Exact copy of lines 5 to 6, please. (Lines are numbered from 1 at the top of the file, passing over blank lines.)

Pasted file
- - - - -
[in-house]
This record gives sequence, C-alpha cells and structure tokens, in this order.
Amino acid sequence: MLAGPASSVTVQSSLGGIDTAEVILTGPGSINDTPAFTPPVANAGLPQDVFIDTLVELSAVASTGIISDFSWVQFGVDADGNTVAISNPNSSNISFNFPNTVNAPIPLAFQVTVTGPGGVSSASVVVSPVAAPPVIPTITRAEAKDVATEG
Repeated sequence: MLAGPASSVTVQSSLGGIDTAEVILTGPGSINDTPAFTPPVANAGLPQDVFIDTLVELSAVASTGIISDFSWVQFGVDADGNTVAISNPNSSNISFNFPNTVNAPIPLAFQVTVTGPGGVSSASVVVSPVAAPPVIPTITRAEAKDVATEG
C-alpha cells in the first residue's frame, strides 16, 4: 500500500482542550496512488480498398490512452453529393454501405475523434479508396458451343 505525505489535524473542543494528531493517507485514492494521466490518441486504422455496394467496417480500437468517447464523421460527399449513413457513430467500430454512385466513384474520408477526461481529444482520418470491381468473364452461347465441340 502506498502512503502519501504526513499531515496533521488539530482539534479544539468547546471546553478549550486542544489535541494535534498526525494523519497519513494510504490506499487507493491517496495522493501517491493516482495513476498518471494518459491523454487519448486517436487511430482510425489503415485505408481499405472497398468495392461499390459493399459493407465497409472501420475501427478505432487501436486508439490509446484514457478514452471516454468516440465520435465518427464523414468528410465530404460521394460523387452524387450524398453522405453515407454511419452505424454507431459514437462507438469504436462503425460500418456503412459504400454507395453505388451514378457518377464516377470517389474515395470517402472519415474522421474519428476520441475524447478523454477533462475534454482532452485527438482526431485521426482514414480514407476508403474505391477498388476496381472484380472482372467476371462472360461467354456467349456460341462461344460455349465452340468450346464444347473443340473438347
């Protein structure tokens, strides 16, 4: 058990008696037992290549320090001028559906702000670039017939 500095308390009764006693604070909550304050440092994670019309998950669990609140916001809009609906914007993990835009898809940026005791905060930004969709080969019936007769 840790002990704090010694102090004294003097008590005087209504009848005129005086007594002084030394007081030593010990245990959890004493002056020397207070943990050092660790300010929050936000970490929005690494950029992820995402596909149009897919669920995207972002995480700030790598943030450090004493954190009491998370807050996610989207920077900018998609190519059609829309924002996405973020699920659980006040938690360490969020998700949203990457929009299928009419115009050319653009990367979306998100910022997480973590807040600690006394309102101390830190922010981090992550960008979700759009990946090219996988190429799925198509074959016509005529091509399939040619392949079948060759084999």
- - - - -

C-alpha cells in the first residue's frame, strides 16, 4: 500500500482542550496512488480498398490512452453529393454501405475523434479508396458451343 505525505489535524473542543494528531493517507485514492494521466490518441486504422455496394467496417480500437468517447464523421460527399449513413457513430467500430454512385466513384474520408477526461481529444482520418470491381468473364452461347465441340 502506498502512503502519501504526513499531515496533521488539530482539534479544539468547546471546553478549550486542544489535541494535534498526525494523519497519513494510504490506499487507493491517496495522493501517491493516482495513476498518471494518459491523454487519448486517436487511430482510425489503415485505408481499405472497398468495392461499390459493399459493407465497409472501420475501427478505432487501436486508439490509446484514457478514452471516454468516440465520435465518427464523414468528410465530404460521394460523387452524387450524398453522405453515407454511419452505424454507431459514437462507438469504436462503425460500418456503412459504400454507395453505388451514378457518377464516377470517389474515395470517402472519415474522421474519428476520441475524447478523454477533462475534454482532452485527438482526431485521426482514414480514407476508403474505391477498388476496381472484380472482372467476371462472360461467354456467349456460341462461344460455349465452340468450346464444347473443340473438347
């Protein structure tokens, strides 16, 4: 058990008696037992290549320090001028559906702000670039017939 500095308390009764006693604070909550304050440092994670019309998950669990609140916001809009609906914007993990835009898809940026005791905060930004969709080969019936007769 840790002990704090010694102090004294003097008590005087209504009848005129005086007594002084030394007081030593010990245990959890004493002056020397207070943990050092660790300010929050936000970490929005690494950029992820995402596909149009897919669920995207972002995480700030790598943030450090004493954190009491998370807050996610989207920077900018998609190519059609829309924002996405973020699920659980006040938690360490969020998700949203990457929009299928009419115009050319653009990367979306998100910022997480973590807040600690006394309102101390830190922010981090992550960008979700759009990946090219996988190429799925198509074959016509005529091509399939040619392949079948060759084999």